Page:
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Hopes fade for Assange

Julian Assange, fighting extradition to the USA for exposing American war crimes. Graphic: Alec Smart

By Alec Smart

Wikileaks founder Julian Assange, who returned to Court in London on Monday this week, is losing ground in his struggle to avoid extradition to the United States from Britain, where he is currently in detention.
If Assange is extradited to the USA after his February 2020 British court hearing, he faces multiple decades in prison for obtaining and disclosing thousands of secret political and military documents – including video evidence of US war crimes – deemed as offences under the US Espionage Act.

Human Rights violations
Among the WikiLeaks’ releases is the infamous ‘Collatoral Murder’ film footage from 12 July 2007, showing helicopter gunsight footage of laughing, joking helicopter crews engaged in a ‘turkey-shoot’ of fleeing civilians in Baghdad.
Two US military Apache helicopters conducted three airstrikes during a 39-minute shooting spree, killing eight Iraqi civilians, including two Reuters’ photojournalists, and injuring two young boys. The Guardian newspaper described the second strike as a “plainly unjustified killing of a group of unarmed men carrying away an unarmed, seriously wounded man to safety.”

Also released were details of the May 2009 Granai Airstrike Massacre, in which a US Air Force B1 bomber killed over 140 civilians in Southern Afghanistan, over 90 of which were children, and the Iraq War Logs, revealing that of the estimated 150,000 deaths in Iraq between 2004-9 attributable to the US Military, around 80% were civilians.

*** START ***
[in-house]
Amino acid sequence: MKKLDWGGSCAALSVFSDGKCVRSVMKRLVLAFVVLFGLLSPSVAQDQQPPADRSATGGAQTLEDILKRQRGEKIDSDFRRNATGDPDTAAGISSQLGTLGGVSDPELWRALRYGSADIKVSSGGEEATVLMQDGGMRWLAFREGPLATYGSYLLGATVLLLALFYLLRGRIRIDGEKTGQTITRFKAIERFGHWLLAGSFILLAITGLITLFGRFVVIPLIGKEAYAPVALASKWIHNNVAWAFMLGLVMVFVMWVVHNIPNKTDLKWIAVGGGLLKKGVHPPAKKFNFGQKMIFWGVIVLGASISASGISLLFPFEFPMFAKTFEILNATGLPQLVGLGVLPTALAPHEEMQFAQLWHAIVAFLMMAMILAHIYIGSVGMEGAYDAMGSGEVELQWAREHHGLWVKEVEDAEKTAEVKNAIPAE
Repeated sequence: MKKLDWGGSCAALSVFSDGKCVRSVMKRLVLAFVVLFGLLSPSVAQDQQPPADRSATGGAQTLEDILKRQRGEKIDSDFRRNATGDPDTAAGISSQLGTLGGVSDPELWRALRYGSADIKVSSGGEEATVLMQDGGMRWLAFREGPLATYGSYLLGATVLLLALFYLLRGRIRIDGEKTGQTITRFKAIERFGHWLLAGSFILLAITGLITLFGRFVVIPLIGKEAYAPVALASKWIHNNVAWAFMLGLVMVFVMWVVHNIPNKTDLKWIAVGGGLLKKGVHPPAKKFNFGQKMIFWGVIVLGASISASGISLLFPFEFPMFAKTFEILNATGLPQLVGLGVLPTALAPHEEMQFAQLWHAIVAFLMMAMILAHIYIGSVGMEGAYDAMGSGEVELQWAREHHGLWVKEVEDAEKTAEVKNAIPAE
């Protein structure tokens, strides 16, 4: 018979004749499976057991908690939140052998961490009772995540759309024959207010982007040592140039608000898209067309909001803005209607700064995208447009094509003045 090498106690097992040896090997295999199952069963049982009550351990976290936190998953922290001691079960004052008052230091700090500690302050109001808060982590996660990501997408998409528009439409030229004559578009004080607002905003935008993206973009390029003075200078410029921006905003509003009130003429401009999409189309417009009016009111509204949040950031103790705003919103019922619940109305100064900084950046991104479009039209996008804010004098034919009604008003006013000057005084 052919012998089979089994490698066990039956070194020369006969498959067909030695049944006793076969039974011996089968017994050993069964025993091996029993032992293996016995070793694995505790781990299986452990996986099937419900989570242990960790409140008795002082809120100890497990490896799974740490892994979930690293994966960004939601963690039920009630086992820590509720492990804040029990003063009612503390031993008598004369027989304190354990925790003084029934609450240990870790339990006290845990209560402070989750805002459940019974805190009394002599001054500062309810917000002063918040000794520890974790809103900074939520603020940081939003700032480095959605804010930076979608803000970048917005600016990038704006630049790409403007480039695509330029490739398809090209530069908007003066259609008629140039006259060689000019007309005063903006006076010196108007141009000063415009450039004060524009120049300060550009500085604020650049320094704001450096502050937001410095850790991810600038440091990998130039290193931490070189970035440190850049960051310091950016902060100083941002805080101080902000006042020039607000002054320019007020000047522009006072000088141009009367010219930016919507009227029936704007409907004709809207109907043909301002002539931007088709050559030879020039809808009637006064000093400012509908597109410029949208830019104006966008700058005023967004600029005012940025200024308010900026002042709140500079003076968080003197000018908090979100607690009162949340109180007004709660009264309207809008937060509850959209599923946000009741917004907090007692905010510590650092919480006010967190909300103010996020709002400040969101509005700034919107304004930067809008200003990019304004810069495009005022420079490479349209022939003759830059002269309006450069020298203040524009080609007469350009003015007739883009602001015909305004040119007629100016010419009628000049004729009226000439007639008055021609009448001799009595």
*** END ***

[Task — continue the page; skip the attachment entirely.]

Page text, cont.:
Massimo Moratti, Amnesty International’s deputy director for Europe, said: “The British authorities must acknowledge the real risks of serious human rights violations Julian Assange would face if sent to the USA, and reject the extradition request. The UK must abide by its obligations under international human rights law that forbids the transfer of individuals to another country where they would face serious human rights violations.
“Were Julian Assange to be extradited or subjected to any other transfer to the USA, Britain would be in breach of these obligations.”

The Australian journalist and former founder of Wikileaks – an international non-profit organization that publishes classified documents and anonymous news leaks – appeared in Westminster Magistrates Court in London on October 21 for a case management hearing. Among his supporters in the packed public gallery were award-winning Australian filmmaker John Pilger and former Mayor of London, Ken Livingstone.
The London Economic reported that Assange “struggled to say his own name” and “mumbled, paused and stuttered as he gave his name and date of birth.” His decline in health follows seven years of severely restricted mobility, most of that in the Ecuadorian Embassy in London where he was unable to leave, and the latter six months in prison.

Ecuadorian exile
In May 2019 Assange was jailed for 50 weeks for breaching the Bail Act as a result of going into hiding in the Ecuadorian Embassy in August 2012, where he was granted political asylum by Ecuador’s then-president, Raffael Correa.